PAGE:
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Musik in Zürich 1500-1900
Huldrych ZWINGLI (1484-1531)
1. “Herr, nun heb den wagen selb” (1519) [1:51]
Ludwig SENFL (c1486-1542/3)
2. “Allein die Huld” [1:07]
Paul HOFHAIMER (1459-1537)
3. “Nach Willen dein” [1:32]
Anonymous
4. Scaramella [0:41]
Johann Caspar BACHOFEN (1695-1755)
5. “Lobe Zion” [1:57]
6. “Welt, ich achte deiner nicht” [0:36]
7. “Das alte Jahre” [1:37] (1743)
Johannes SCHMIDLIN (1722-1772)
8. Five extracts from “Hymnus auf die Allmacht, Weissheit und Güte Gottes” (1761) [8:04]
Johann Heinrich EGLI (1742-1810) & Johann Jakob WALDER (1750-1817)
9. “Was sorgest du?” [2:46]
10. “Nicht ist, Jusus, deines Gleichen” [1:07] (1775)
Philipp Christoph KAYSER (1755-1823) Romance for tenor and piano (1777) [1:25],
11. “Ein Schauspiel für Götter” for tenor and piano (1777) [3:58]
12. Sonata No 1 in D for piano, violin and two horns: I. Allegro assai (c1780) [4:08]
Anton LISTE (1772-1832)
13. Sonata for Piano and Bassoon Op 3: II. Adagio con espressione (1811) [9:21]
14. Neujahrslied [2:22]
Johann Carl ESCHMANN (1826-1882)
15. Neujahrslied (piano solo) (1851) [7:37]
16. String Quartet in D minor: I. Adagio - allegro con fuoco [9:52]
17. “ Zur Weinlese” Op 6/6 for horn and piano (c1852) [4:32]
Alexander MÜLLER (1808-1863)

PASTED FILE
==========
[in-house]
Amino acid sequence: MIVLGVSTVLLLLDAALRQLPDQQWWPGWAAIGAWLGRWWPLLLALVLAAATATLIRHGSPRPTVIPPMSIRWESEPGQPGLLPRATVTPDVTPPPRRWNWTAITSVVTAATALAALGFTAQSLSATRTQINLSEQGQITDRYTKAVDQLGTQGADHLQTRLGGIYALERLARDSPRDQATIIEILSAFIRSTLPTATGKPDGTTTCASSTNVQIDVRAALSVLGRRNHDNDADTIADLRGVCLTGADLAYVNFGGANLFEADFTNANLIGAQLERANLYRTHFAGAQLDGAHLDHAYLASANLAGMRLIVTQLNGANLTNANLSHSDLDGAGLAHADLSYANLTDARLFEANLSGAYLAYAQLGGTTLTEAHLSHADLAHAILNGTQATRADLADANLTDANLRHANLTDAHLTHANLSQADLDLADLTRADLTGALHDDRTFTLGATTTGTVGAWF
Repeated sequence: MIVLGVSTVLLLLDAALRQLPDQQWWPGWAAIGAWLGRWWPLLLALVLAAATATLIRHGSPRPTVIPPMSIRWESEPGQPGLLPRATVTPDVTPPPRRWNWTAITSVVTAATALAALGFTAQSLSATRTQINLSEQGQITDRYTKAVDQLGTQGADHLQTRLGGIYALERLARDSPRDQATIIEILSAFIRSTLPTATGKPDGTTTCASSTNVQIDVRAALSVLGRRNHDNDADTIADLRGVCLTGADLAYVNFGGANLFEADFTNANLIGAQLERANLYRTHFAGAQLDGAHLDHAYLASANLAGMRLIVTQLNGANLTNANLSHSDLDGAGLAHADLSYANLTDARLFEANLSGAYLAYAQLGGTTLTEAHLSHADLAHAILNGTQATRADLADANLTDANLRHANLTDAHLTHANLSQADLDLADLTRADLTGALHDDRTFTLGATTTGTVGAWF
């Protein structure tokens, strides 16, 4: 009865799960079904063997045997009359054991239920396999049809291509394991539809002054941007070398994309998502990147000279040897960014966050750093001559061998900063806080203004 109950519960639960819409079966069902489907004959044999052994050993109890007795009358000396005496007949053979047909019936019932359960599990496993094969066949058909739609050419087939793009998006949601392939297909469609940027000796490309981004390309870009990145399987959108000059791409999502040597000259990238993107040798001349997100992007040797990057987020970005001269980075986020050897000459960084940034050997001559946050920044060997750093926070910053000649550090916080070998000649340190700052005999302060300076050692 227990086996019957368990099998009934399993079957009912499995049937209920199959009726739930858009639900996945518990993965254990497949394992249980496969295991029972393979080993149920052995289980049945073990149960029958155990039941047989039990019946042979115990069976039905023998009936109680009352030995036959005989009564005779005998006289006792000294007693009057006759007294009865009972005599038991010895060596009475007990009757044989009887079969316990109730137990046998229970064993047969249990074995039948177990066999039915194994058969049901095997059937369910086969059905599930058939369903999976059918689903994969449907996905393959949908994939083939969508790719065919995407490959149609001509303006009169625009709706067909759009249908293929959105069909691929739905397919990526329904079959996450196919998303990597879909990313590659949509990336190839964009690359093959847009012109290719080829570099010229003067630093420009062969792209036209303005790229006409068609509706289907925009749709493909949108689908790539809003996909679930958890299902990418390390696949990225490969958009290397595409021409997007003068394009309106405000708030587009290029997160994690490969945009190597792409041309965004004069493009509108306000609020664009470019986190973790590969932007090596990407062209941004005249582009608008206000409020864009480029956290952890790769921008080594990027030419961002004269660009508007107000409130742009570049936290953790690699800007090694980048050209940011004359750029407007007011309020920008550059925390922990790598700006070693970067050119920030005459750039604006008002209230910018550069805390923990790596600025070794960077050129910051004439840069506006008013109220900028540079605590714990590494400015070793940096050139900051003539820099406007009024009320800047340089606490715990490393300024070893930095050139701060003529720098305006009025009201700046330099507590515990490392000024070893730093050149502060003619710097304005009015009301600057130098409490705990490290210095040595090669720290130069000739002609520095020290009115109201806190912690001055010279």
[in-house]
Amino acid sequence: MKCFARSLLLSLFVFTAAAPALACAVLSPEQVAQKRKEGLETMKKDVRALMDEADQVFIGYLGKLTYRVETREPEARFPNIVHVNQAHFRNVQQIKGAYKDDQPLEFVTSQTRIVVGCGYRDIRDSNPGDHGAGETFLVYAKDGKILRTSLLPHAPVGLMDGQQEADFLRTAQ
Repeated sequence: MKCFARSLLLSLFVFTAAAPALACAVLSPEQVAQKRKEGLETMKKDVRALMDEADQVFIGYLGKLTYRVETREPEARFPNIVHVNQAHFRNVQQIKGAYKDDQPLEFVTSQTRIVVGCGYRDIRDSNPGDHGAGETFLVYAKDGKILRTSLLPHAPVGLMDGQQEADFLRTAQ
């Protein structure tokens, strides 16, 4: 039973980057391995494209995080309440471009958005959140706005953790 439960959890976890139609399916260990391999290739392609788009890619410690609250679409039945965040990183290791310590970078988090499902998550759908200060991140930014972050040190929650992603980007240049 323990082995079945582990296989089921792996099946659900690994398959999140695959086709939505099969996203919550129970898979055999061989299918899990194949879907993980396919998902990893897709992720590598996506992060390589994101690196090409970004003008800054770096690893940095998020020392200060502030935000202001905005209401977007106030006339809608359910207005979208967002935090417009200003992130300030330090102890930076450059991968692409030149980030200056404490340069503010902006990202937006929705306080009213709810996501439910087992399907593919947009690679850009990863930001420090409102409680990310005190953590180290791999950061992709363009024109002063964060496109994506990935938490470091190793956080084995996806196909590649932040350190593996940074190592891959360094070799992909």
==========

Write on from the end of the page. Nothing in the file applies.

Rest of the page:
18. Tempo di Mazurka for piano solo (1852) [4:29]
Richard WAGNER (1813-1883)
19. Extract from “Siegfrieds Tod” (1853) [4:06]
Wilhelm BAUMGARTNER (1820-1867)
“Wenn die Sonne lieblich schiene” Op 4/5 [1:02]
(1-7) Choir of Gonville and Caius College, Cambridge, Geoffrey Webber (conductor and organ) (8) Purcell Singers, Robert Howard (organ), Fred Jacobs (theorbo); (9,10) Katie Towers; Abigail Boreham (sopranos), Geoffrey Webber (organ); (11,12) Steve Davislim (tenor), William Fong (piano), Roy Howat (piano), Oliver Lewis (violin), Dave Lee; Chris Davies (horns); (13,14) William Waterhouse (bassoon), William Fong (piano), Garrie Davislim (tenor), James Rutherford (bass); (15-17) Jeremy Filsell (piano), Ceruti Quartet, Dave Lee (horn), Roy Howat (piano); (18) Kathron Sturrock (piano); (19) Yvonne Howard (soprano), Richard Edgar-Wilson (tenor), Kathron Sturrock (piano); (20) Richard Edgar-Wilson (tenor), Kathron Sturrock (piano)
Texts and translations included.
GUILD GMCD7312 [74:19]



What a dull sounding title and what a pity if it were to put potential purchasers off buying this disc! It has been produced to accompany an exhibition being held this summer in the Zentralbibliothek Zürich of musical manuscripts, prints and archives. It also acts as a sampler for a series of recordings (51 at present) consisting mainly of compositions created or printed in Zürich since 1500. Most of these recordings have been released by Guild, and all the selections here are from that company’s releases. The big surprise is that despite the lack of big names among the composers – apart from Wagner – the music is almost always interesting and often more than that.